Cover image of "Last Call at the Hotel Imperial,"a books about foreign correspondents in the 1930s

They were the media superstars of their time. Millions read their dispatches from overseas, listened to them on the radio, and attended their lectures. In today’s atomized media environment, there is no one who compares to the breadth of their influence on public affairs. The closest analogue were the network TV anchors of the 1960s and 70s. Walter Cronkite. Chet Huntley and David Brinkley. Peter Jennings. Celebrities, one and all. And historian Deborah Cohen brings them back to life in Last Call at the Hotel Imperial, her engaging group biography of the most celebrated American foreign correspondents of the 1930s and 40s. Without exception, they viewed war inevitable as the 1930s unfolded. And they helped lay the foundation for American intervention in Europe when at last it came to the USA.

Focusing on five men and women

Cohen chooses to center her account on what she calls the “inner circle” of American foreign correspondents. Three men and two women constituted a tightly-knit group who knew one another well (and sometimes slept with one another, or with their spouses). Only two of these five journalists linger in memory today: John Gunther (1901-70), who wrote bestselling books based on his travels, and Dorothy Thompson (1893-1961), whose syndicated newspaper column and radio broadcasts made her the most influential woman in America after Eleanor Roosevelt. But, in their time, all five were famous and their observations and opinions widely followed.

Last Call at the Hotel Imperial: The Reporters Who Took On a World at War by Deborah Cohen (2022) 609 pages ★★★★☆

Photo of Dorothy Thompson, one of the most celebrated foreign correspondents on the 1930s and 40s
Journalist Dorothy Thompson testifying before Congress in 1934. Image: Encyclopedia Britannica

The principal subjects

John Gunther

Anyone old enough to have been aware of the world in the 1950s is likely to remember John Gunther. Although he was the author of 25 nonfiction works and seven novels, he was best known to the public for the “Inside” series (Inside Europe, Inside Asia, Inside U.S.A., and three later volumes about Africa, Russia, and South America). The books were runaway bestsellers, routinely featured by the Book-of-the-Month Club. Gunther interviewed national leaders, policymakers, cultural icons, and humble folk alike, conveying what he learned from them with often idiosyncratic comments of his own.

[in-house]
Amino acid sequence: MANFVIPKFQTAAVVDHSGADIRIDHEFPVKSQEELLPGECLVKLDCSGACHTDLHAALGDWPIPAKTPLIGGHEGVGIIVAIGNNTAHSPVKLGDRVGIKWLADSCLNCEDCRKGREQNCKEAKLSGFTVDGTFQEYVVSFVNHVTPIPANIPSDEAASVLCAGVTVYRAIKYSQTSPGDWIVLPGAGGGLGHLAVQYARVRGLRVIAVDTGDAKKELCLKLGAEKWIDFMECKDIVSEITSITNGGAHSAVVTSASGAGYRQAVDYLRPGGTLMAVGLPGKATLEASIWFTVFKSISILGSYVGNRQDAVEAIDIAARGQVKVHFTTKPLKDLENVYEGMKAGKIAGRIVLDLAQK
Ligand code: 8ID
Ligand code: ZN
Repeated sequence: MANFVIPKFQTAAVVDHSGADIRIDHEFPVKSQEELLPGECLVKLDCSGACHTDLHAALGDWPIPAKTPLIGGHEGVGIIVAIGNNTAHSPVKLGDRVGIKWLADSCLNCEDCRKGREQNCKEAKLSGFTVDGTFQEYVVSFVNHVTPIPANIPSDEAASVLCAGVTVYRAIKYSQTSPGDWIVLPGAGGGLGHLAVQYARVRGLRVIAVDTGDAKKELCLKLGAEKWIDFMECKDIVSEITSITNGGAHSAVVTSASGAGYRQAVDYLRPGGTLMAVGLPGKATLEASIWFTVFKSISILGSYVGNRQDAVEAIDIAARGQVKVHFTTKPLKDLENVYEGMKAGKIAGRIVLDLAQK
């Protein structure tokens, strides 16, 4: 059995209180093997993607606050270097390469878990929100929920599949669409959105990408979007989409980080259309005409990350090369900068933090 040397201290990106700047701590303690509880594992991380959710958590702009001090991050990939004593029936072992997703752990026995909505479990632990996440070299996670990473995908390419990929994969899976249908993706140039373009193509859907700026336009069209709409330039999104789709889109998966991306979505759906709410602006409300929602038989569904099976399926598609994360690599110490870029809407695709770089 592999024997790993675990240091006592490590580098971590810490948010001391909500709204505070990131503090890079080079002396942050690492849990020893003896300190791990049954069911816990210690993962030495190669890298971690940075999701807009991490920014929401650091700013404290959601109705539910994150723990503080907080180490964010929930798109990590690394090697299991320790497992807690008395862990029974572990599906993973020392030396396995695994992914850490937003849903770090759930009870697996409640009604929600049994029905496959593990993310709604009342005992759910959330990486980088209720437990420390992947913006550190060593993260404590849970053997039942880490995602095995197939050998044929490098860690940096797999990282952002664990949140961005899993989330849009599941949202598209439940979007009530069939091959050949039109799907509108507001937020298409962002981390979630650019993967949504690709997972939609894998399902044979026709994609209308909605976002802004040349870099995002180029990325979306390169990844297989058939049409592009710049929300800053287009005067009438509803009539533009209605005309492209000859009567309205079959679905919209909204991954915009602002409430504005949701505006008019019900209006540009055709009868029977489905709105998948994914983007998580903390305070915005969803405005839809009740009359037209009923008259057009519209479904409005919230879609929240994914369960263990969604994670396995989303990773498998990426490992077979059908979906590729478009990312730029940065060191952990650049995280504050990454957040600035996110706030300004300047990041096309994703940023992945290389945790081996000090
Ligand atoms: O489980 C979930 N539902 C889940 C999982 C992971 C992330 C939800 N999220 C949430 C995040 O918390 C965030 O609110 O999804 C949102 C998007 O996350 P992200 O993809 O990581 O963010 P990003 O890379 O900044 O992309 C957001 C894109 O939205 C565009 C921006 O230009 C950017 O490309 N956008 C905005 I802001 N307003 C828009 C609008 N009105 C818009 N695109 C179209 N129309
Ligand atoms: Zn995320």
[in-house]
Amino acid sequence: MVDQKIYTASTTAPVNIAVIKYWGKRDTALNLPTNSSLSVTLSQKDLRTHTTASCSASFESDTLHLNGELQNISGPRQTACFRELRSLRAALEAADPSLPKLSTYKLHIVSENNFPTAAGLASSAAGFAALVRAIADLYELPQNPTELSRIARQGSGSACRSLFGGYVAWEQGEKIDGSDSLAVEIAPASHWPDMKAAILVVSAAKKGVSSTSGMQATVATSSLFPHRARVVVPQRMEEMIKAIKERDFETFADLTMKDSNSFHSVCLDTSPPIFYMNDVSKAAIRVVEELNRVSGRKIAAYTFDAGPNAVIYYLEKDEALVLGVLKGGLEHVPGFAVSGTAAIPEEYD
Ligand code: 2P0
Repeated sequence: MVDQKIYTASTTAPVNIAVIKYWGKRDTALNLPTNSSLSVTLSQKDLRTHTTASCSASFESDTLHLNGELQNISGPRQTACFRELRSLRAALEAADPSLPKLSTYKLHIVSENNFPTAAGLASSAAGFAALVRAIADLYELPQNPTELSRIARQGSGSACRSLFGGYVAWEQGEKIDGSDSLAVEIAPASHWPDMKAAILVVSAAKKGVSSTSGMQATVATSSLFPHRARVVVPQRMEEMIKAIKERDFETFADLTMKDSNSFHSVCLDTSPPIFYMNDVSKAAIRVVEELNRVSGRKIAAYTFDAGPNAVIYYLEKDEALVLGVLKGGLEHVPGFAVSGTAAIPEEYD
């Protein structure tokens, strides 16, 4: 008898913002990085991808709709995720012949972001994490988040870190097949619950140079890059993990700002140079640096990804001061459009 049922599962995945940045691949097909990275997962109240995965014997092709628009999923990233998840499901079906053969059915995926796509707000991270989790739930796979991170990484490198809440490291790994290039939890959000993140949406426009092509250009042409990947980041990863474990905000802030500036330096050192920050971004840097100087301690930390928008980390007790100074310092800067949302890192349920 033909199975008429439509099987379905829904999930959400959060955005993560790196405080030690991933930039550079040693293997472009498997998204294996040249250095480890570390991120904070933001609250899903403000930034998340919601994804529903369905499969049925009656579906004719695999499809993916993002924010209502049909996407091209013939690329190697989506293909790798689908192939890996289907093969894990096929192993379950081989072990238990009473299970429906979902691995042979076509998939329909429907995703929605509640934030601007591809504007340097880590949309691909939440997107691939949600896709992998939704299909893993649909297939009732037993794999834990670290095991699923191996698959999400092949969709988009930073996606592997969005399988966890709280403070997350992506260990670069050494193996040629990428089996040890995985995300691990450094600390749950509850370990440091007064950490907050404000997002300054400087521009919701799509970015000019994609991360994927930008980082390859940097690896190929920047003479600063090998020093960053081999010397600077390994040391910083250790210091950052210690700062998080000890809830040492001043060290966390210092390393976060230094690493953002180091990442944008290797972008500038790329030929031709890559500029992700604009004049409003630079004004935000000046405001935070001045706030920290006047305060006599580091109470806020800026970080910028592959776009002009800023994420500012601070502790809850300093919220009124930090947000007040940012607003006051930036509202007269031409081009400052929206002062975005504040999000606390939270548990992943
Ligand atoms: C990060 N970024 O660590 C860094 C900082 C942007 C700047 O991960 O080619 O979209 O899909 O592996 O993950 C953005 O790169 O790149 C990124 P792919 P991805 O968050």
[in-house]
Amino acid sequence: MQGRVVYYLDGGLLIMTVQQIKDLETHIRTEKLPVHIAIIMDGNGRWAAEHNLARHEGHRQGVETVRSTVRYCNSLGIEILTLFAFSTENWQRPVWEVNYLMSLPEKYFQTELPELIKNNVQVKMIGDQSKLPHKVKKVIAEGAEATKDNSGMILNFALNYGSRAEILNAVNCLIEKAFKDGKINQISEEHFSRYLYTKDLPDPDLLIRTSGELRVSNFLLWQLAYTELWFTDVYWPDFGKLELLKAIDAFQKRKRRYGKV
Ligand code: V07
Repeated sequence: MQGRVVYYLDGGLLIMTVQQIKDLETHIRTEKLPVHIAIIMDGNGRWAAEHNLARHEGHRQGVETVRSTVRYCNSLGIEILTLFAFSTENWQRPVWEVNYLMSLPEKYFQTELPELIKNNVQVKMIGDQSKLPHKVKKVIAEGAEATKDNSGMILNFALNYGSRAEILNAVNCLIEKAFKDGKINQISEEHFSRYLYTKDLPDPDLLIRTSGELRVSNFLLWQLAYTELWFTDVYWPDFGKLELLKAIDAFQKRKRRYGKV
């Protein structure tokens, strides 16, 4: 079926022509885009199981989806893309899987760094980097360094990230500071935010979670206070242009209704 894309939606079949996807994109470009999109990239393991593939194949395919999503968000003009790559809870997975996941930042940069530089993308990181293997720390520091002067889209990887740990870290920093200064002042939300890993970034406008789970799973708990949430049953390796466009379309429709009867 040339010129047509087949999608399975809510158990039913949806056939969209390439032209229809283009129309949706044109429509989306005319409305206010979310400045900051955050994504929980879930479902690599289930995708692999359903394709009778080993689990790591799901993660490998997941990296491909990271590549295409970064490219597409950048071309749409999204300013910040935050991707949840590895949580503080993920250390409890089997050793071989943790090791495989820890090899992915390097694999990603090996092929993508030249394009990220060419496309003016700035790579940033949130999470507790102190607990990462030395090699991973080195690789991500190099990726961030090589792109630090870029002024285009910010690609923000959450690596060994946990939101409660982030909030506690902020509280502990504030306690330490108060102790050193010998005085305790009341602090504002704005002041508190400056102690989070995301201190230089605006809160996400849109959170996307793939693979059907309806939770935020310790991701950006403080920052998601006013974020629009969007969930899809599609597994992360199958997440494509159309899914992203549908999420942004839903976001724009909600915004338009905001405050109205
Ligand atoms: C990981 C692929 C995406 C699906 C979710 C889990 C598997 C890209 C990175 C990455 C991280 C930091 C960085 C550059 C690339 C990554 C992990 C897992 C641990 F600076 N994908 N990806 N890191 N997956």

Frances Fineman

Frances Fineman was married to John Gunther from 1927 to 1944, although the couple frequently separated. Both were miserable for extended periods, as Cohen tells the tale. Fineman was a brilliant journalist in her own right, winning plaudits for her work when she managed to write up her stories. But she spent much of her energy, especially In the early years of their marriage, feeding ideas to Gunther. Sometimes he credited her in print, sometimes not. Together, the couple had a son, Johnny, who died at 17 of a brain tumor in 1947. Gunther’s memoir of Johnny’s death was among the first books to explore the theme. Death Be Not Proud was considered his finest work.

H. R. Knickerbocker

Texas-born H. R. (Knick) Knickerbocker (1898-1949), the son of a preacher, studied psychiatry at Columbia University. He reported from Berlin from 1923 to 1933, but Hitler immediately expelled him upon coming to power. Others in the “inner circle” later achieved the same distinction. He was critical of Nazism but admired Mussolini and the fascist state he was building in Italy. Knickerbocker won the Pulitzer Prize for a series of articles about Stalin’s first Five Year Plan. Later, he covered the Spanish Civil War. His wife, Agnes, carried on a years-long affair with John Gunther and led to the two men, previously the best of friends, becoming estranged.

Vincent Sheean